During the Great War there were volunteer home defence units across the country, roughly analogous to the Home Guard a decade later. These units met, drilled and patrolled to provide local defence in case of German invasion. Initially the government of the day had tried to discourage these units, however so many were formed that it instead reluctantly took them on as a limited part of the island’s defence. These units fell under the Aegis of the VTC, or Volunteer Training Corps, which gave some central instruction and order to the movement. By far the greatest number of these volunteers were in London where they were known as the ‘National Guard’.
The men who made up these volunteer units were those who were not otherwise suitable for military service due to age, infirmity or profession. These men were divided into four categories:
A Category Men- undertook to serve as Volunteers until the end of the war and to make themselves efficient by attending the authorised number of drills and passing the recognised tests. These men were fully recognised by the government and provided with equipment and eventually uniform.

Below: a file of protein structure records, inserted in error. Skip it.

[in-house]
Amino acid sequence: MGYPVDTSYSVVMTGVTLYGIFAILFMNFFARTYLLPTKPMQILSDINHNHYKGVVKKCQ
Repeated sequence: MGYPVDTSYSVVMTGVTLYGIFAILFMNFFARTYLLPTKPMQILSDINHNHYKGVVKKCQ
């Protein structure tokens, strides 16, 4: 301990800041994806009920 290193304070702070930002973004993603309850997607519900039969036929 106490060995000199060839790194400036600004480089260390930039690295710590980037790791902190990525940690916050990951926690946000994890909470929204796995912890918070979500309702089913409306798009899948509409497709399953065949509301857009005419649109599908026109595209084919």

B Category Men- mostly men of military age but exempted from service for the time being as munitions workers, miners, or for other reasons. These men were liable to be withdrawn from the Volunteer Force and sent abroad when their tribunal exemption was withdrawn.
C Category Men- boys under military age
D Category Men- no obligation at all and could leave the force at two days’ notice
Men often served for a short period before moving to the regular forces and this certificate was issued to one man who served in the Volunteers for a short time, presumably before being called up the regulars:
Private Frederick Stanley Baxter served for just over a year in London from the 28th September 1916 until the 20th October 1917. As the war still had more than a year to run, one must assume that at this point he was called up for regular service.
These certificates were produced by many different volunteer units across the country, varying as to how elaborate they are. This is a plainer example, but still no doubt well earned and appreciated by the recipient.